By now you're savvy enough to raise an eyebrow at a suspicious health "fact" when you hear one. Tampons contain asbestos? Drinking lemonade will make you lose 10 pounds in five days? You're just not buying it. Unfortunately, some misinformation is only slightly off from the truth, so it's a little trickier to spot. Watch out for these easy-to-fall-for myths from Woman's Day magazine.
Myth: You only need to worry about cholesterol if you're overweight.
While it's true that women who are overweight are at higher risk for having elevated cholesterol levels, there are also plenty of slender people who have cholesterol problems. Your genes and lifestyle - what you eat, how active you are --also play a role. So be sure to get your cholesterol checked regularly, even if you're at a healthy weight.
Myth: It's normal to always be tired.
We all have days when we feel droopy, but if you're dragging for longer than four weeks or have a week or two of feeling so tired you can't keep up with the kids or perform at work, check in with your doctor. Fatigue can be a symptom of many conditions, ranging from anemia, thyroid problems and sleep apnea to heart disease. Even if it turns out to be nothing serious, medication or other therapies may help you feel more rested.
Myth: If you're having a heart attack, you'll feel chest pain.
We all have an image of the classic heart attack victim who clutches his chest and falls to the ground. This is often true: Both men and women tend to experience shooting chest pain that radiates to the left arm and pressure that feels like an elephant sitting on your chest. But that's not always the case. Some people - women in particular - have shortness of breath that seems to come out of nowhere, or pain in the arms, neck, jaw or back (particularly on the upper left side). Sweating, feeling anxious or extremely tired, and color draining from your face can also be signs that you're having a heart attack. Never be embarrassed to go to the emergency room and say, "I think I'm having a heart attack," especially if you have a family history of heart disease or other known risk factors, such as high cholesterol. And don't hesitate to call 911: Time is crucial. There is a window of six to 12 hours in which treatment can save the heart muscle. After that, the damage may be irreversible.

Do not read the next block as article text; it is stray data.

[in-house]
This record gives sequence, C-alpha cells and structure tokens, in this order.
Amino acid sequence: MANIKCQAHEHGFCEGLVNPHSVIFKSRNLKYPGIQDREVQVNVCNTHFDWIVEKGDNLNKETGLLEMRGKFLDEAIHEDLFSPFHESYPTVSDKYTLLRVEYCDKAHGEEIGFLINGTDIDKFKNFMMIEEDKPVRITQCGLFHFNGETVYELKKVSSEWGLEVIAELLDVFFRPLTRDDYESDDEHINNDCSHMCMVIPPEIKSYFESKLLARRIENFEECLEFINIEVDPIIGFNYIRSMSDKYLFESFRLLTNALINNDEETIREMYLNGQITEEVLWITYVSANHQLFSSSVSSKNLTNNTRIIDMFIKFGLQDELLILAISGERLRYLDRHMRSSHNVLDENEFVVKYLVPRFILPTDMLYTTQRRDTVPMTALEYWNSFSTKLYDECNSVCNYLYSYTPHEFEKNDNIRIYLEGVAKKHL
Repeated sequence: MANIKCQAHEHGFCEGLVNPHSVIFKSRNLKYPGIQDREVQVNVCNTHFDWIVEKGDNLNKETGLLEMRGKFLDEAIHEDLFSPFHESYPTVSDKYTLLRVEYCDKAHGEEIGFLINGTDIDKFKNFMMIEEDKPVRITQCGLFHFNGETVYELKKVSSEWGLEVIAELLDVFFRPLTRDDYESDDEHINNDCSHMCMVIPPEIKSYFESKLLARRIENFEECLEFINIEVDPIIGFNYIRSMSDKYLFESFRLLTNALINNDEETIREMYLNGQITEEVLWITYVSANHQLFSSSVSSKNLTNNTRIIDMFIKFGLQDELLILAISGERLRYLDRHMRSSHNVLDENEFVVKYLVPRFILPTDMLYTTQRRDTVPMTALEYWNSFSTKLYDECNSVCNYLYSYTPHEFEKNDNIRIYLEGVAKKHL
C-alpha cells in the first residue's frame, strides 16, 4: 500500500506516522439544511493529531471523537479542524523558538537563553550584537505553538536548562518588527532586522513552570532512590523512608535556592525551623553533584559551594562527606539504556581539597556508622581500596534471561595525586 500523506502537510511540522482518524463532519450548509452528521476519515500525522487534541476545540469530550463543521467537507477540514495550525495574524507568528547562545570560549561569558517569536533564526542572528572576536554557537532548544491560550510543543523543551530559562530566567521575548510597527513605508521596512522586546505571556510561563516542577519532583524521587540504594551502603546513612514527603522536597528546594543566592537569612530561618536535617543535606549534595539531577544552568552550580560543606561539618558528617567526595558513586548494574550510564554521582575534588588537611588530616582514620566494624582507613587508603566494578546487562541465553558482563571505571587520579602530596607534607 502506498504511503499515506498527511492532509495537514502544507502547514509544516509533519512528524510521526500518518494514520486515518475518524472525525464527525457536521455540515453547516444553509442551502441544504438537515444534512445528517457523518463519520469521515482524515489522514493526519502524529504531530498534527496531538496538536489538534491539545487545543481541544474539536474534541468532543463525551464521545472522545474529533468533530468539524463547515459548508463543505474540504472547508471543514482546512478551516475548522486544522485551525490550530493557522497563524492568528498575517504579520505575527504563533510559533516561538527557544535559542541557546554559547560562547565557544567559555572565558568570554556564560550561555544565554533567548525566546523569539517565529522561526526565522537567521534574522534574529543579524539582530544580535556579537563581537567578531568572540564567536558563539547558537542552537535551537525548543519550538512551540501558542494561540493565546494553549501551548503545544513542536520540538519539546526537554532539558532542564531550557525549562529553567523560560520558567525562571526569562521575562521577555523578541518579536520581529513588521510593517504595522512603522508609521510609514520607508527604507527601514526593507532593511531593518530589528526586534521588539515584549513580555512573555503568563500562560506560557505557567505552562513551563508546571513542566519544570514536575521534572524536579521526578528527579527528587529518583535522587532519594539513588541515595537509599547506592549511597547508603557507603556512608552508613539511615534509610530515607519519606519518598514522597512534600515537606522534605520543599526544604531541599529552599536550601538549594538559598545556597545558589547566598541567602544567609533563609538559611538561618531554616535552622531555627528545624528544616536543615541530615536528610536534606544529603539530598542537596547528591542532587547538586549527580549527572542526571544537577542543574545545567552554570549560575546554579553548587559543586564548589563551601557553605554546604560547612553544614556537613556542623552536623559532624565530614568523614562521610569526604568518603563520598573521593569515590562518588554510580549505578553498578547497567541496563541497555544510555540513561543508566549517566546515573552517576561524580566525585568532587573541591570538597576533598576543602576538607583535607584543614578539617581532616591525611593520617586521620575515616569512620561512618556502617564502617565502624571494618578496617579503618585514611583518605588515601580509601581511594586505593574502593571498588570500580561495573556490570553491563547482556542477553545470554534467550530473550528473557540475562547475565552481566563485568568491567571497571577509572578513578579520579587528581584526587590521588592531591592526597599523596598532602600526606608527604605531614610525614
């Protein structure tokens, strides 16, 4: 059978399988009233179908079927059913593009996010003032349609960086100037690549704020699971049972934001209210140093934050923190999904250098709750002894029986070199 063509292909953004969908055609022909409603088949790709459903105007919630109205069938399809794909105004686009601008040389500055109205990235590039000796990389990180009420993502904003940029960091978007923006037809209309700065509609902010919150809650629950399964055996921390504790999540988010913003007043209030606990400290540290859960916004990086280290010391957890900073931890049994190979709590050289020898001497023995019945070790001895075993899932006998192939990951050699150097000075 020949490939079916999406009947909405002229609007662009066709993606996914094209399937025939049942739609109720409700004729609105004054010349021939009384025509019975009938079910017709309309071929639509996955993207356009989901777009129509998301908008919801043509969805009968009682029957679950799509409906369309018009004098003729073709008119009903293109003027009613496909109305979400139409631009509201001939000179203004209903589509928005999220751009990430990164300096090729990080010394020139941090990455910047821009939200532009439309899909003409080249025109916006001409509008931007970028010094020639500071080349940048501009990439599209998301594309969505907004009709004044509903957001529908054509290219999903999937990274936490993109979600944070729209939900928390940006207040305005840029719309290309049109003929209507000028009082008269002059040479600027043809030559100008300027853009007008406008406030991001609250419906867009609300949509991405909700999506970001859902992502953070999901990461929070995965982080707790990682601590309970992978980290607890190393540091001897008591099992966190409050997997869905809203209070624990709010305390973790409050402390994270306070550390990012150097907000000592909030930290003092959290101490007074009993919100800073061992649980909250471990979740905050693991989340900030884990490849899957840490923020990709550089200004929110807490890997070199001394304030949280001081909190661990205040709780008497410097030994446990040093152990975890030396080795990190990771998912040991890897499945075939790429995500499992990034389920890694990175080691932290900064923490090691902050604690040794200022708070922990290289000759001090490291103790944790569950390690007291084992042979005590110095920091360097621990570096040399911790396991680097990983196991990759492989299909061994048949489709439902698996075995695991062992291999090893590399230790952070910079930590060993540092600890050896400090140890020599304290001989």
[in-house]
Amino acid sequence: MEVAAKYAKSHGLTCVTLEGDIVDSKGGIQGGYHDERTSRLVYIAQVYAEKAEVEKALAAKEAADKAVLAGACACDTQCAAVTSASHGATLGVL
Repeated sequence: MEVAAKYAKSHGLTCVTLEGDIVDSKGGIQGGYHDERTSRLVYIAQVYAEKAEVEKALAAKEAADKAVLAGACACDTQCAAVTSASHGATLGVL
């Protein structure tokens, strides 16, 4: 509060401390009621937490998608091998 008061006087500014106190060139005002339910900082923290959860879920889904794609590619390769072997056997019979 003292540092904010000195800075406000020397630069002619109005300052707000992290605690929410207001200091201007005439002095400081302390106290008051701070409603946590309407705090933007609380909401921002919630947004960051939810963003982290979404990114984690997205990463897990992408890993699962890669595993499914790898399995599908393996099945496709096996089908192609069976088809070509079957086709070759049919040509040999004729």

Myth: Colon cancer is primarily a man's disease.
Colon cancer is the third most common cancer in women. That's why everyone should get screened starting at age 50, such as with a colonoscopy every 10 years. (If you have a family history or other risk factors, you may need to be screened earlier and/or more often.) And if colon cancer is caught early, it has a very good prognosis. Understandably, no one looks forward to a colonoscopy, but it's probably not as bad as you think (the prep is usually the worst part). You shouldn't have pain or bleeding afterward; if you do for some reason, call your doctor right away.
Myth: You don't need to see a gynecologist every year.
True, the latest guidelines from the American College of Obstetricians and Gynecologists say that most women ages 21 to 29 can get a Pap smear every two years, and that women 30 and older can get one every three years (assuming they've had three normal test results in a row). But a Pap isn't the only reason to go to your gynecologist, during an annual checkup, she should be physically examining your entire reproductive system (including your breasts, ovaries and vulva). Even women who've had a hysterectomy should get this annual exam.
Myth: If my doctor doesn't call with test results, everything must be fine.
Don't assume no news is good news. Things can get lost in fax heaven, or one person in the office may assume that someone else has already contacted you. It's particularly easy for communication to break down if your doctor sends you elsewhere for tests and the results have to be sent to her office. If more than two weeks have gone by and you haven't received test results, call and ask for them. It doesn't matter whether you had standard blood work or a biopsy. You don't want to risk valuable time if you end up needing further treatment or evaluation.Copyright © 2014, The Baltimore Sun